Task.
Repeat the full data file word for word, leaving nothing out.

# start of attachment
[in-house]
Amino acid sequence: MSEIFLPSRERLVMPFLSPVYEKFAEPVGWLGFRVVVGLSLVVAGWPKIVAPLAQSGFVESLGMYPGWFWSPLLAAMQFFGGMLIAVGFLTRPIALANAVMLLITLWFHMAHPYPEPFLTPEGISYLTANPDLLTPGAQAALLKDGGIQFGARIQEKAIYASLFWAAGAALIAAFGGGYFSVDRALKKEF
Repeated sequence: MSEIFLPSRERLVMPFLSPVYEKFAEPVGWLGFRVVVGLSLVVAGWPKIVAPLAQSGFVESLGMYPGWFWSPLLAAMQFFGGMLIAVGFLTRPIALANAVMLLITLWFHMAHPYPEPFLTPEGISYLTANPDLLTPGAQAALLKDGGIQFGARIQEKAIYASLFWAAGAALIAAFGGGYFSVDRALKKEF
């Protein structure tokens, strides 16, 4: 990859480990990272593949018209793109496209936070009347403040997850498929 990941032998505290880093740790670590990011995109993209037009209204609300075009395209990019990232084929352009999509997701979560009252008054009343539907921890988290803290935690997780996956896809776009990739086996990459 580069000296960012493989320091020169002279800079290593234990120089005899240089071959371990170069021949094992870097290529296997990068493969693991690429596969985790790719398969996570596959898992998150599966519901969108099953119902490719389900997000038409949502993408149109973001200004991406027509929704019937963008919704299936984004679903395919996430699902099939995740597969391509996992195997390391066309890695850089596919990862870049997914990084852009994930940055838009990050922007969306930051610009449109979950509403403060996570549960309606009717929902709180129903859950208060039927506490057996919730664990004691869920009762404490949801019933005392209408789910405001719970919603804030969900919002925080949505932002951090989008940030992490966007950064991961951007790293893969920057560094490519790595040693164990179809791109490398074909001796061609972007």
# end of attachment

[in-house]
Amino acid sequence: MSEIFLPSRERLVMPFLSPVYEKFAEPVGWLGFRVVVGLSLVVAGWPKIVAPLAQSGFVESLGMYPGWFWSPLLAAMQFFGGMLIAVGFLTRPIALANAVMLLITLWFHMAHPYPEPFLTPEGISYLTANPDLLTPGAQAALLKDGGIQFGARIQEKAIYASLFWAAGAALIAAFGGGYFSVDRALKKEF
Repeated sequence: MSEIFLPSRERLVMPFLSPVYEKFAEPVGWLGFRVVVGLSLVVAGWPKIVAPLAQSGFVESLGMYPGWFWSPLLAAMQFFGGMLIAVGFLTRPIALANAVMLLITLWFHMAHPYPEPFLTPEGISYLTANPDLLTPGAQAALLKDGGIQFGARIQEKAIYASLFWAAGAALIAAFGGGYFSVDRALKKEF
């Protein structure tokens, strides 16, 4: 990859480990990272593949018209793109496209936070009347403040997850498929 990941032998505290880093740790670590990011995109993209037009209204609300075009395209990019990232084929352009999509997701979560009252008054009343539907921890988290803290935690997780996956896809776009990739086996990459 580069000296960012493989320091020169002279800079290593234990120089005899240089071959371990170069021949094992870097290529296997990068493969693991690429596969985790790719398969996570596959898992998150599966519901969108099953119902490719389900997000038409949502993408149109973001200004991406027509929704019937963008919704299936984004679903395919996430699902099939995740597969391509996992195997390391066309890695850089596919990862870049997914990084852009994930940055838009990050922007969306930051610009449109979950509403403060996570549960309606009717929902709180129903859950208060039927506490057996919730664990004691869920009762404490949801019933005392209408789910405001719970919603804030969900919002925080949505932002951090989008940030992490966007950064991961951007790293893969920057560094490519790595040693164990179809791109490398074909001796061609972007």